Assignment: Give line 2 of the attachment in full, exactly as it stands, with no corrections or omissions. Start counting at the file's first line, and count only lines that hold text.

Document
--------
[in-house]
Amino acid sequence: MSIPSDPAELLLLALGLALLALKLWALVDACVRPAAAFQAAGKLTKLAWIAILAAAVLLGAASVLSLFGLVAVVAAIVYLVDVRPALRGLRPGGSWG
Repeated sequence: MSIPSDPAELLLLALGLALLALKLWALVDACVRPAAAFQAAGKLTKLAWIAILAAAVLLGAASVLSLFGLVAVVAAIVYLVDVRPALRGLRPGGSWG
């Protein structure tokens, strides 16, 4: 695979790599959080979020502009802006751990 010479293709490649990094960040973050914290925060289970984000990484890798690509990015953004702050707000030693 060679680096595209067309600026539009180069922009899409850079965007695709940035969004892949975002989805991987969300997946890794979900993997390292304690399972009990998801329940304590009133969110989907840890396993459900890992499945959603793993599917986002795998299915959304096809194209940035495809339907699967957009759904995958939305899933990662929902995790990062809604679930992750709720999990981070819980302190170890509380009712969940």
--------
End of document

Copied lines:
Amino acid sequence: MSIPSDPAELLLLALGLALLALKLWALVDACVRPAAAFQAAGKLTKLAWIAILAAAVLLGAASVLSLFGLVAVVAAIVYLVDVRPALRGLRPGGSWG